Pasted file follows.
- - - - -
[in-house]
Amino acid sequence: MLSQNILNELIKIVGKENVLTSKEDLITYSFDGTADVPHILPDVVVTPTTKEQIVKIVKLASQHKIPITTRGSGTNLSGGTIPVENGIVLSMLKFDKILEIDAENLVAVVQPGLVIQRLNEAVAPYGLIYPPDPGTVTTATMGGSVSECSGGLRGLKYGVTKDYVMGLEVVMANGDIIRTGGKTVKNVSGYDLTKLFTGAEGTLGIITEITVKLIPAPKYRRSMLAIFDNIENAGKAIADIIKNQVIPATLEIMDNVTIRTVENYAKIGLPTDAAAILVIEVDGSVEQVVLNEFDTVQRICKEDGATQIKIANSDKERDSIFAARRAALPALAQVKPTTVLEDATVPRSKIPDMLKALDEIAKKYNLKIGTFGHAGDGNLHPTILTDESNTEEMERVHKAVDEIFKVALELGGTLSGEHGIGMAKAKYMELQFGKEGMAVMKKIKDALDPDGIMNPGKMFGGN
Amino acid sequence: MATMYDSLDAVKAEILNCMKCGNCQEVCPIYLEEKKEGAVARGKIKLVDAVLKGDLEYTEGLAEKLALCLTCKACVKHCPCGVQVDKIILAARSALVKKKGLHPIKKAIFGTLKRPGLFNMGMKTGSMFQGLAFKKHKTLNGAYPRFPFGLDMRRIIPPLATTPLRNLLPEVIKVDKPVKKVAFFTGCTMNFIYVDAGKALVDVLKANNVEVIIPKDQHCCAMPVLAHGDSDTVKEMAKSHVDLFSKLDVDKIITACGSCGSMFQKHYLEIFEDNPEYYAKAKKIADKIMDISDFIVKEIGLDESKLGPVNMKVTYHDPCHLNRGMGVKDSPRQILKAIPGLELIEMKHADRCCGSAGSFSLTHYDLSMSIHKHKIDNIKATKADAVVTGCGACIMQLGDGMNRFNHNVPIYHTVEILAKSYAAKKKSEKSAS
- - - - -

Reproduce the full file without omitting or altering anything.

[in-house]
Amino acid sequence: MLSQNILNELIKIVGKENVLTSKEDLITYSFDGTADVPHILPDVVVTPTTKEQIVKIVKLASQHKIPITTRGSGTNLSGGTIPVENGIVLSMLKFDKILEIDAENLVAVVQPGLVIQRLNEAVAPYGLIYPPDPGTVTTATMGGSVSECSGGLRGLKYGVTKDYVMGLEVVMANGDIIRTGGKTVKNVSGYDLTKLFTGAEGTLGIITEITVKLIPAPKYRRSMLAIFDNIENAGKAIADIIKNQVIPATLEIMDNVTIRTVENYAKIGLPTDAAAILVIEVDGSVEQVVLNEFDTVQRICKEDGATQIKIANSDKERDSIFAARRAALPALAQVKPTTVLEDATVPRSKIPDMLKALDEIAKKYNLKIGTFGHAGDGNLHPTILTDESNTEEMERVHKAVDEIFKVALELGGTLSGEHGIGMAKAKYMELQFGKEGMAVMKKIKDALDPDGIMNPGKMFGGN
Amino acid sequence: MATMYDSLDAVKAEILNCMKCGNCQEVCPIYLEEKKEGAVARGKIKLVDAVLKGDLEYTEGLAEKLALCLTCKACVKHCPCGVQVDKIILAARSALVKKKGLHPIKKAIFGTLKRPGLFNMGMKTGSMFQGLAFKKHKTLNGAYPRFPFGLDMRRIIPPLATTPLRNLLPEVIKVDKPVKKVAFFTGCTMNFIYVDAGKALVDVLKANNVEVIIPKDQHCCAMPVLAHGDSDTVKEMAKSHVDLFSKLDVDKIITACGSCGSMFQKHYLEIFEDNPEYYAKAKKIADKIMDISDFIVKEIGLDESKLGPVNMKVTYHDPCHLNRGMGVKDSPRQILKAIPGLELIEMKHADRCCGSAGSFSLTHYDLSMSIHKHKIDNIKATKADAVVTGCGACIMQLGDGMNRFNHNVPIYHTVEILAKSYAAKKKSEKSAS